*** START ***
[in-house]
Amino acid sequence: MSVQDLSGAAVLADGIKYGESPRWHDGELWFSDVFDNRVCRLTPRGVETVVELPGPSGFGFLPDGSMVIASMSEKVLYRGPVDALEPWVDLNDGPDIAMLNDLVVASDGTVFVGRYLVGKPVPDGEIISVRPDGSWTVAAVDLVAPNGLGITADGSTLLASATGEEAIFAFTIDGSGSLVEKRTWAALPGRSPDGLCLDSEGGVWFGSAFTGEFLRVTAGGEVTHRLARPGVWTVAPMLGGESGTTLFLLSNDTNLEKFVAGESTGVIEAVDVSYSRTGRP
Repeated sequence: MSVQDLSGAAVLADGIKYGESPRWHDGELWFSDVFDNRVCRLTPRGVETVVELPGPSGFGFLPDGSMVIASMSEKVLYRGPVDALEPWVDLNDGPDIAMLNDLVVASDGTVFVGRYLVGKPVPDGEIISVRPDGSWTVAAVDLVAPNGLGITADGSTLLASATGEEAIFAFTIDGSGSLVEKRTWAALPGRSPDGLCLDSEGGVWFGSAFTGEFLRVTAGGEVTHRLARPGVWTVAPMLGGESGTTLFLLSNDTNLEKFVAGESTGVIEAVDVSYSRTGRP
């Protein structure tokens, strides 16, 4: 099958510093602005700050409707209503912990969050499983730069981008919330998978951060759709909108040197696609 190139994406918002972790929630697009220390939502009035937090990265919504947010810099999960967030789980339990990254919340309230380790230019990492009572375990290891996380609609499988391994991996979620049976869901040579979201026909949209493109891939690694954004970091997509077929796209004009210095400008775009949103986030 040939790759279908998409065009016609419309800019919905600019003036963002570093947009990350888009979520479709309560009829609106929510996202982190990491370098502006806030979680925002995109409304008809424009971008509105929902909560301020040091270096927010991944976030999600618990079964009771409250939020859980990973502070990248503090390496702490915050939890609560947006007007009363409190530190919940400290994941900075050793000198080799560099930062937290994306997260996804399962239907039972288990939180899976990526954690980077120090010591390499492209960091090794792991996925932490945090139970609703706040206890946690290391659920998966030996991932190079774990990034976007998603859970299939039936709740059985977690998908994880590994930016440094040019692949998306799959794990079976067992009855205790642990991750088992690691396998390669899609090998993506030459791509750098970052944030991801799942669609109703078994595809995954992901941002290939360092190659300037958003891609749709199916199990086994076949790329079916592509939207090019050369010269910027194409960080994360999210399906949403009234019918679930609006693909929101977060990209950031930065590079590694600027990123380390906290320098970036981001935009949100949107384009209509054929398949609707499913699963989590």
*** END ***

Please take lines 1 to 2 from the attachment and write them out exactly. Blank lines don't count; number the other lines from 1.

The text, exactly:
[in-house]
Amino acid sequence: MSVQDLSGAAVLADGIKYGESPRWHDGELWFSDVFDNRVCRLTPRGVETVVELPGPSGFGFLPDGSMVIASMSEKVLYRGPVDALEPWVDLNDGPDIAMLNDLVVASDGTVFVGRYLVGKPVPDGEIISVRPDGSWTVAAVDLVAPNGLGITADGSTLLASATGEEAIFAFTIDGSGSLVEKRTWAALPGRSPDGLCLDSEGGVWFGSAFTGEFLRVTAGGEVTHRLARPGVWTVAPMLGGESGTTLFLLSNDTNLEKFVAGESTGVIEAVDVSYSRTGRP